Update: In his first at-bat Saturday, Didi Gregorius hit another bomb, this one traveling 417 feet all the way to the second deck in right field. It came on an 0-2 pitch, right after analyst John Kruk had commented about the effortless power of Gregorius' swing.
DIDI!— NBC Sports Philadelphia (@NBCSPhilly) July 25, 2020
Gregorius with a second-deck homer to get things going. 1-0, Phillies. pic.twitter.com/b9fyHjdhW3
The Phillies' offense mustered very little in Friday's season-opening loss to underrated, hard-throwing Marlins sinkerballer Sandy Alcantara. The Phils had just five hits, four of them singles, and only three at-bats all night with a runner in scoring position.
Two of those five hits came from Didi Gregorius, who hit a game-tying home run to right field and later singled sharply between first and second.
WELCOME TO PHILLY, DIDI GREGORIUS.— NBC Sports Philadelphia (@NBCSPhilly) July 25, 2020
A homer out to right field and the game is all tied up. pic.twitter.com/Xl0vGfcRGH
Gregorius became the first Phillie to homer in his debut with the team since way back on opening day 2019 when Andrew McCutchen did it in his first at-bat. Gregorius has a swing conducive to slugging at Citizens Bank Park. Long before he homered Friday night, you could envision him launching balls into the first or second deck in right field with that slight uppercut. In a full season, he could hit 30 homers here. His career-high was 27 with the Yankees in 2018, when he played in only 134 games.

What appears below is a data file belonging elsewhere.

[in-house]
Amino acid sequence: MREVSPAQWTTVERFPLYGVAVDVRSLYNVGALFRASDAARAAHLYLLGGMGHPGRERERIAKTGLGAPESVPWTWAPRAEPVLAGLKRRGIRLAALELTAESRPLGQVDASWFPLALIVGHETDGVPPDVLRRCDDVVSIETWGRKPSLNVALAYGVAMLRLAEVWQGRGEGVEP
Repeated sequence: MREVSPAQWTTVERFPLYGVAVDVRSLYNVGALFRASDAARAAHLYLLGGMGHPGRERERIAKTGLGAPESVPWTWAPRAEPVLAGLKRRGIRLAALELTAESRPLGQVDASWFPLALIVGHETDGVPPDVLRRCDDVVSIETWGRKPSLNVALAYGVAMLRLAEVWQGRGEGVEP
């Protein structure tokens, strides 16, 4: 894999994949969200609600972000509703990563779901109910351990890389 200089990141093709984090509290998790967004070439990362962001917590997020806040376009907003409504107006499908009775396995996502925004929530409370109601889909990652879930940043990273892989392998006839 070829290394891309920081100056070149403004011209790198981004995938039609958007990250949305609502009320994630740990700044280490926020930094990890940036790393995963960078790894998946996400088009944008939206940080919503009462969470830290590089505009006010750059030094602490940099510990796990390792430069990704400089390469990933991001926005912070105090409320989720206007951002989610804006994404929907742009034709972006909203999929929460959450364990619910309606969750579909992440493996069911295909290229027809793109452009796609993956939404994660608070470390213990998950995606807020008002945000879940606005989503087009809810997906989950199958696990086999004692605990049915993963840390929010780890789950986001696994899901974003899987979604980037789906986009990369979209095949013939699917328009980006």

The hope would be, though, that he doesn't become enamored with the short porch in right and can also get on base at a clip higher than his .313 career mark.
"I always try to hit a pitch up the middle," Gregorius said after the game. "It was my first time facing [Alcantara]. Try not to get off his fastball, that's all I tried to do. His sinker, he was throwing 97-98, his sinker was moving a lot. He had the hitters chasing, that's one thing he had against us."
There were air-fives after Gregorius' home run, the 2020 norm. During pregame intros, there were about a dozen elbow-bumps. It's new to the fans, but the players already seem used to it.
"We got to talk, we got to fake high-five and all that," Gregorius said. "We see what's going on and were prepared for it."
The Phillies' struggles against the Marlins obviously predate Gregorius' arrival. Since their final meeting in the 2018 season, the Marlins are 12-9 against the Phillies and 52-113 against everyone else, a .315 winning percentage.
Gregorius had heard about that and had a conversation with some teammates about it in the dugout.
"I talked to the guys actually during the game because I heard about it, but hearing is different than playing," he said. "Some guys said for some reason they always get us. We have to try to stop it, beat 'em and play a good game."
Doing it has been much harder than saying it for the Phillies, who have nine more meetings with the Marlins this season and sure would like to win this series before playing four straight against the Yankees.